But even more important to the survival of bad ideas such as this merger is that state utility regulators behave like powerless functionaries whose job is to moderate corporate rapaciousness, rather than seeing themselves as empowered defenders of the public interest.
Even when regulators are presented with fundamentally terrible deals that endanger the public interest, threaten economic development, and may end up risking people’s very lives, they see their responsibility as exacting just enough concessions from massively wealthy companies to let the regulators claim they got something for the people, even when they have given away much more.
It’s not as if they haven’t been warned. Union representatives and industry experts have been railing against various aspects of the deal since it was announced back in January 2007. Customers have expressed significant concerns, in letters, e-mails, and phone calls to regulators in Augusta, Concord, Montpelier, and even Washington DC. And the consumer advocates who represent the public in utilities proceedings in Maine, New Hampshire, and Vermont have all expressed reservations about this deal in uncharacteristically bold language — saying FairPoint’s assumptions are “inappropriate” and “do not reflect reality.”
One member of the three-person Maine PUC didn’t even ask any questions of Verizon or FairPoint during the public hearings. Sharon Reishus remained silent, even though this deal is the largest and most controversial piece of business to come before Maine utilities regulators in state history, and despite the fact that the telecommunications sector is the one that state officials, economists, and activists alike see as a key to Maine’s prosperity for decades to come. But her silence is not the problem: It’s the symptom of the real problem.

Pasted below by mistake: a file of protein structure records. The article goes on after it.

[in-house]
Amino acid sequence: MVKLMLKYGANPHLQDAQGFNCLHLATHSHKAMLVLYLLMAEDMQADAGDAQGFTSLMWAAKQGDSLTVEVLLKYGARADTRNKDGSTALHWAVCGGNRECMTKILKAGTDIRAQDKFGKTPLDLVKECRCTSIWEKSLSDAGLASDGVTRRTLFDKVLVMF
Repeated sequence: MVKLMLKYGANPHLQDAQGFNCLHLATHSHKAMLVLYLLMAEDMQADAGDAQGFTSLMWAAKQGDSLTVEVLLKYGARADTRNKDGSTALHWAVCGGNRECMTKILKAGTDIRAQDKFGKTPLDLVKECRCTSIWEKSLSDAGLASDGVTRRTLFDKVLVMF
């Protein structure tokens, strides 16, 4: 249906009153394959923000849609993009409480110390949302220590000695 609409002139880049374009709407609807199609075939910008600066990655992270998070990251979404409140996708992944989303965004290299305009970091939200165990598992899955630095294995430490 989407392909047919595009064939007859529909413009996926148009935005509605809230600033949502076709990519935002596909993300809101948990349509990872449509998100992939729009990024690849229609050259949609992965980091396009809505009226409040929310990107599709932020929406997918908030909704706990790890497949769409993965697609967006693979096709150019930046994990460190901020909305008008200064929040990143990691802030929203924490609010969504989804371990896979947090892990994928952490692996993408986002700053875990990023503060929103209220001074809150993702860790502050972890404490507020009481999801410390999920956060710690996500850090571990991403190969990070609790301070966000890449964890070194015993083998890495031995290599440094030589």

Regulators have expressed frustration with Verizon’s well-documented lack of attention to serving residents and businesses in northern New England. The solution, though, is not to hand Verizon a pass on its $500 million tax liability on profit from the sale. Regulators have standards (and can increase the standards), and they have enforcement tools to punish companies that don’t meet the standards, such as fines and penalties.
They have not used these tools very much, or very well. And they don’t seem to feel they are in a position of strength, with Maine officials making the “demand” that if North Carolina-based FairPoint does not roll out its slow-speed “broadband” Internet service, DSL, to enough homes by the end of 2013, the company would get an extra year to meet the same goal, with no penalty. “Our history with some utilities enforcing merger conditions after we issue a decision has not been great,” Maine PUC chairman Kurt Adams admitted in a January 3 hearing.
But rather than hold themselves to a higher standard of performance and actually enforce their rules, regulators have passed the buck — hundreds of millions of them, really — to us, by letting Verizon off the hook. And it is we, the public, who will pay for their complacency.
In the first place, FairPoint’s economic projections were shockingly optimistic (see “No Raises For Seven Years,” November 16, 2007, and “No Raises — It Gets Better,” November 20, 2007, both by Jeff Inglis). And those fragile projections were made before we entered the economic downturn most economists now believe we are in.
There has been a lot written about FairPoint’s financial problems, both current and future. Normally, when seeking to impose conditions on a sale, regulators ask for financial guarantees from the buyer.